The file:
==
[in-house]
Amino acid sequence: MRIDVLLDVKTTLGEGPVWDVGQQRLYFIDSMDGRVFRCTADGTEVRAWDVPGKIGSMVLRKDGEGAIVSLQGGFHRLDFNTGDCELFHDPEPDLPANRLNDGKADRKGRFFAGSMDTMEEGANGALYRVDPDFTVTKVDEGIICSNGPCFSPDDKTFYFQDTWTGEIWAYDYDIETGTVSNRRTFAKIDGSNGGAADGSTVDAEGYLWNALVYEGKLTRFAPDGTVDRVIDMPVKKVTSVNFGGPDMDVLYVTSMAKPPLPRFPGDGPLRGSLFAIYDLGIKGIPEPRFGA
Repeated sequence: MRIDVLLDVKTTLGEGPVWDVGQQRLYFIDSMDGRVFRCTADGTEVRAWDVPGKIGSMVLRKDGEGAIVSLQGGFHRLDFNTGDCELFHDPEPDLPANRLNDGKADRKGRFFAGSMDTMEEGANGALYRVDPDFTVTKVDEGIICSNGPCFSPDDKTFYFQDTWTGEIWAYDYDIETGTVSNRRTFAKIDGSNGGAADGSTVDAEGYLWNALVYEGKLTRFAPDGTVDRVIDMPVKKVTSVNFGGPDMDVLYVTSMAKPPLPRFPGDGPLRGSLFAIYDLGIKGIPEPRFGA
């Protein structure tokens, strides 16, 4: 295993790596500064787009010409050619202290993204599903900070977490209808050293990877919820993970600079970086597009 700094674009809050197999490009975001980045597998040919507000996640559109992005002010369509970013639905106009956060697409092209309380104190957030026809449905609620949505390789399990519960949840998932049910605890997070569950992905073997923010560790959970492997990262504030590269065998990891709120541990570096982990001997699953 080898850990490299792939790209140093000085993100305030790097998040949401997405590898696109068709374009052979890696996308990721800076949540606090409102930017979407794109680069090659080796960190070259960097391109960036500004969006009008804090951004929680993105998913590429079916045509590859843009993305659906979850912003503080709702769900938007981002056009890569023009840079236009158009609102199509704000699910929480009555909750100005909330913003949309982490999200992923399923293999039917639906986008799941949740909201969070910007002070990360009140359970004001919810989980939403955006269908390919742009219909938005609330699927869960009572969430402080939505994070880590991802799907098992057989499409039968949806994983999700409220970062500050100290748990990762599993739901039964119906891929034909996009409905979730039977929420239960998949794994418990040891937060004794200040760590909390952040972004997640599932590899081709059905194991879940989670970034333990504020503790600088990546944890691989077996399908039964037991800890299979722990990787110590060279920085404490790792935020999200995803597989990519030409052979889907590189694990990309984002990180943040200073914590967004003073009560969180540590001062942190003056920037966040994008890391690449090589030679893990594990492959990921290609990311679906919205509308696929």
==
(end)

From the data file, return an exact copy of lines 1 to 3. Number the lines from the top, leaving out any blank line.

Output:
[in-house]
Amino acid sequence: MRIDVLLDVKTTLGEGPVWDVGQQRLYFIDSMDGRVFRCTADGTEVRAWDVPGKIGSMVLRKDGEGAIVSLQGGFHRLDFNTGDCELFHDPEPDLPANRLNDGKADRKGRFFAGSMDTMEEGANGALYRVDPDFTVTKVDEGIICSNGPCFSPDDKTFYFQDTWTGEIWAYDYDIETGTVSNRRTFAKIDGSNGGAADGSTVDAEGYLWNALVYEGKLTRFAPDGTVDRVIDMPVKKVTSVNFGGPDMDVLYVTSMAKPPLPRFPGDGPLRGSLFAIYDLGIKGIPEPRFGA
Repeated sequence: MRIDVLLDVKTTLGEGPVWDVGQQRLYFIDSMDGRVFRCTADGTEVRAWDVPGKIGSMVLRKDGEGAIVSLQGGFHRLDFNTGDCELFHDPEPDLPANRLNDGKADRKGRFFAGSMDTMEEGANGALYRVDPDFTVTKVDEGIICSNGPCFSPDDKTFYFQDTWTGEIWAYDYDIETGTVSNRRTFAKIDGSNGGAADGSTVDAEGYLWNALVYEGKLTRFAPDGTVDRVIDMPVKKVTSVNFGGPDMDVLYVTSMAKPPLPRFPGDGPLRGSLFAIYDLGIKGIPEPRFGA